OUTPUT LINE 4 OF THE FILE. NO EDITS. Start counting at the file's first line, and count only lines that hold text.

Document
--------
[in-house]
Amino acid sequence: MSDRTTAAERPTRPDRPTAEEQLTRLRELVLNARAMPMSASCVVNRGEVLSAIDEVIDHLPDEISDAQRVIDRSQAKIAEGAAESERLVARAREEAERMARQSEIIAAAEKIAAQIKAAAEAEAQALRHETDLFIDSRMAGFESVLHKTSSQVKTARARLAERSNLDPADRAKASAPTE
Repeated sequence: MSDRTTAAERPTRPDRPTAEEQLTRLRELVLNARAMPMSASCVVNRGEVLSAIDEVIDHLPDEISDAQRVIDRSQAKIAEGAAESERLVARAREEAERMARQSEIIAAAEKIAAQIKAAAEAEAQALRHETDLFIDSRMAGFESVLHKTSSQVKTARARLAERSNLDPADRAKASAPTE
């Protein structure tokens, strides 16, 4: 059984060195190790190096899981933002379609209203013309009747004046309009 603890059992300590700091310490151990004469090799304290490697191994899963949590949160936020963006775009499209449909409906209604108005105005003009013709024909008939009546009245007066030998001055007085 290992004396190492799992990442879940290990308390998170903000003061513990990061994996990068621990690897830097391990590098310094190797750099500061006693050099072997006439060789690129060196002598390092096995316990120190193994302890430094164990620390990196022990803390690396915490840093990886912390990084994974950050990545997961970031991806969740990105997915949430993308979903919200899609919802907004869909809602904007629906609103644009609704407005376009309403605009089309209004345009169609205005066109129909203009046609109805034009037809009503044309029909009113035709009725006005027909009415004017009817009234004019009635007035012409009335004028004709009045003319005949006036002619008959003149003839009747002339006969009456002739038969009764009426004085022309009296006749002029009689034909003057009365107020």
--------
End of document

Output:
């Protein structure tokens, strides 16, 4: 059984060195190790190096899981933002379609209203013309009747004046309009 603890059992300590700091310490151990004469090799304290490697191994899963949590949160936020963006775009499209449909409906209604108005105005003009013709024909008939009546009245007066030998001055007085 290992004396190492799992990442879940290990308390998170903000003061513990990061994996990068621990690897830097391990590098310094190797750099500061006693050099072997006439060789690129060196002598390092096995316990120190193994302890430094164990620390990196022990803390690396915490840093990886912390990084994974950050990545997961970031991806969740990105997915949430993308979903919200899609919802907004869909809602904007629906609103644009609704407005376009309403605009089309209004345009169609205005066109129909203009046609109805034009037809009503044309029909009113035709009725006005027909009415004017009817009234004019009635007035012409009335004028004709009045003319005949006036002619008959003149003839009747002339006969009456002739038969009764009426004085022309009296006749002029009689034909003057009365107020």